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Target Your Market

The key to establishing a successful and profitable embroidery business is targeting the market that best suits your skills, capabilities and interests. To do this, you need to understand yourself, your business and the market your trying to sell to. A lot of our customers have started by going after the business they are best-connected in: their children's school, equestrian fans or even simply local businesses around their areas.

Finding Your Niche

  • What you will need to sew (shirts, jackets, caps, etc.)
  • How many items to make per day
  • The type of designs you will use (lettering, digitizing, etc.)
  • What level of software will be necessary

You'll need to find your niche and locate potential customers. You can do this by checking the yellow pages, Chamber of Commerce, finding resources at the library or on the internet.

Do you like sports? Enjoy boating? Are you a dog lover? Maybe you spend your free time combing the beaches for unusual shells. Whatever your hobby, the point is to think about what potential markets might be developed based on your specific interests.

Some markets will require a higher initial investment than others. Determine what your operating budget is and stick with it, especially in the beginning. Search out markets that suit your present financial situation.

How many embroiderers are in your area? What are their specialties? Compile a comparison chart of prices and services. Is there a particular niche that is not being covered? Make a list of the different groups and organizations in your area. You will find that almost every organization uses embroidery or would like to.

Advertising Companies

Corporate America is one of the largest buyers of embroidered products.

Just think about all the ways in which companies use these goods. There's the annual sales meeting where attendees are often given a shirt or cap embroidered with the company logo. For a company golf outing, embroidered golf towels might be presented to each golfer. Many companies either require or encourage their employees to wear apparel embroidered with the company's logo.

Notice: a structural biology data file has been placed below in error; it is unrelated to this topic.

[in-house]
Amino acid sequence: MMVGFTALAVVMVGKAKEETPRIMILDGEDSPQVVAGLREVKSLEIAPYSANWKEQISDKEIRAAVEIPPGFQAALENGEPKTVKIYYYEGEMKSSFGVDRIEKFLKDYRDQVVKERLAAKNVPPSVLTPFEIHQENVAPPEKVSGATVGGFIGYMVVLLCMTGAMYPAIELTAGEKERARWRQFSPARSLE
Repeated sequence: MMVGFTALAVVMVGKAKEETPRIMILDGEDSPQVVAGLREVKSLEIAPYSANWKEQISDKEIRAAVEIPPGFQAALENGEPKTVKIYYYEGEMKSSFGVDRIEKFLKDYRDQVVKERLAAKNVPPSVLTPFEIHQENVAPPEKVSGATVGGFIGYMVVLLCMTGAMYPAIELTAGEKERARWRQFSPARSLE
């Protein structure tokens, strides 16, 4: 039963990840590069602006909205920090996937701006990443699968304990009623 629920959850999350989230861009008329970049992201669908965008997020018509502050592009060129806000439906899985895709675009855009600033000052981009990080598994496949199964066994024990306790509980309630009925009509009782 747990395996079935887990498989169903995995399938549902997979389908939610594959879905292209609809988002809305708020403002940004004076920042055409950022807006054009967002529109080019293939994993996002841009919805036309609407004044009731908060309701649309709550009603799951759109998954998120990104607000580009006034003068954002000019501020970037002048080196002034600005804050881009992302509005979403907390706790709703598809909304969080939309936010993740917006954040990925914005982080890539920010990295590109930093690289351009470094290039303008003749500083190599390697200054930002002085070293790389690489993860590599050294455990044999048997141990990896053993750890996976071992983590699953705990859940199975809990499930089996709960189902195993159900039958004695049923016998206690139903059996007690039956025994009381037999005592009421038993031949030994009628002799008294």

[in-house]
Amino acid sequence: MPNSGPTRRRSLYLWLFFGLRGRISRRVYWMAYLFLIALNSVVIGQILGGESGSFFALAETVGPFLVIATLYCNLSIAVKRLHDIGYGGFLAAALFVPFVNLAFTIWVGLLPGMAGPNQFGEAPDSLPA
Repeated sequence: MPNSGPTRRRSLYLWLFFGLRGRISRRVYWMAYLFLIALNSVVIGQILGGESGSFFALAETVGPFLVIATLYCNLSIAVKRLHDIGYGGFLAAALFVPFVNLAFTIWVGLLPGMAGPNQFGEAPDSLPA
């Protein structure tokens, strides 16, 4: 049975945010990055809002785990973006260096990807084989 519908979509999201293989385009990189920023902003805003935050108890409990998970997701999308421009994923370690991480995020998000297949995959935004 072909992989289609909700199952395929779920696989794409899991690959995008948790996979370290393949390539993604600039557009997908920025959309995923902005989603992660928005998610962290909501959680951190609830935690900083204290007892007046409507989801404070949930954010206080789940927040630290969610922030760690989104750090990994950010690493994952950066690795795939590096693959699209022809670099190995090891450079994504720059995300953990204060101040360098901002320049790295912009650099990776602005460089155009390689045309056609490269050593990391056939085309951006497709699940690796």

Most of these products will be purchased through advertising specialty representatives, who sell an array of promotional products. These include such items as pens, mugs, shirts, towels, caps, key chains and totes. All are usually personalized with the company's name, logo or some sort of slogan.

These people are basically brokers for different manufacturers and rely on many different sources for their goods. Since the majority of representatives don't have in-house embroidery capabilities, they normally place their embroidery business with a local embroiderer.

Therefore, your first step is to let these people know who you are. Of course, to do that, you need to know who they are. Look in the Yellow Pages under Advertising Specialties. Then start cultivating relationships. Begin with a letter or phone call. Consider sending a sample of work that's been personalized for the individual. Stay in contact and continue to let these folks know that you are interested in doing business with them.

Custom Fashions

Consider creating your own line of embroidered fashion items to mix and match. A simple black knit dress is quickly transformed into a unique fashion statement with the addition of embroidery. Go a step further and embroider a shawl and handbag with matching designs.

Develop a limited number of designs, which can be embroidered on a variety of items in various colors. Check out the suppliers to see what's available in the way of clothing. There are dozens of companies offering complete lines of inexpensive knit goods. These suddenly become more valuable when embellished with beautiful embroidery. Let your imagination run wild. Think bright colors, metallic threads, splashy designs. People are always looking for something different.

You also need to determine how you will sell your creations. There are several options. You could work with existing retailers to carry your line. Or, you could open your own location, create a catalog or sell over the Internet. Do your research and determine what will best suit your particular needs.

Schools

Schools are an embroiderer's dream. From preschool through college, the opportunities are almost limitless. Teams, clubs, fund-raisers, uniforms--the list goes on.

Starting in preschool, students learn to keep track of their belongings. Personalized backpacks, mats and towels are common. The elementary and high school years are loaded with the opportunity to play various sports and belong to all sorts of clubs. Teams require uniforms and clubs love the recognition of embroidered apparel. And, when it comes to the desire to be a recognized member, nothing beats that of the fraternal organizations flourishing on today's college campuses.

To take advantage of any of the previously mentioned opportunities, you first need to find the person in charge of purchasing uniforms and club attire. Contact the school office. Get the names of the coaches and club advisors. Think about whom you already know. Are there people who have connections that you haven't considered? A friend whose daughter is president of the Student Government Association? A neighbor who teaches at the local high school? Or a coworker whose husband coaches the school track team? Once you've come up with the right people, give them a call. Find out what they need and how you can help meet that need.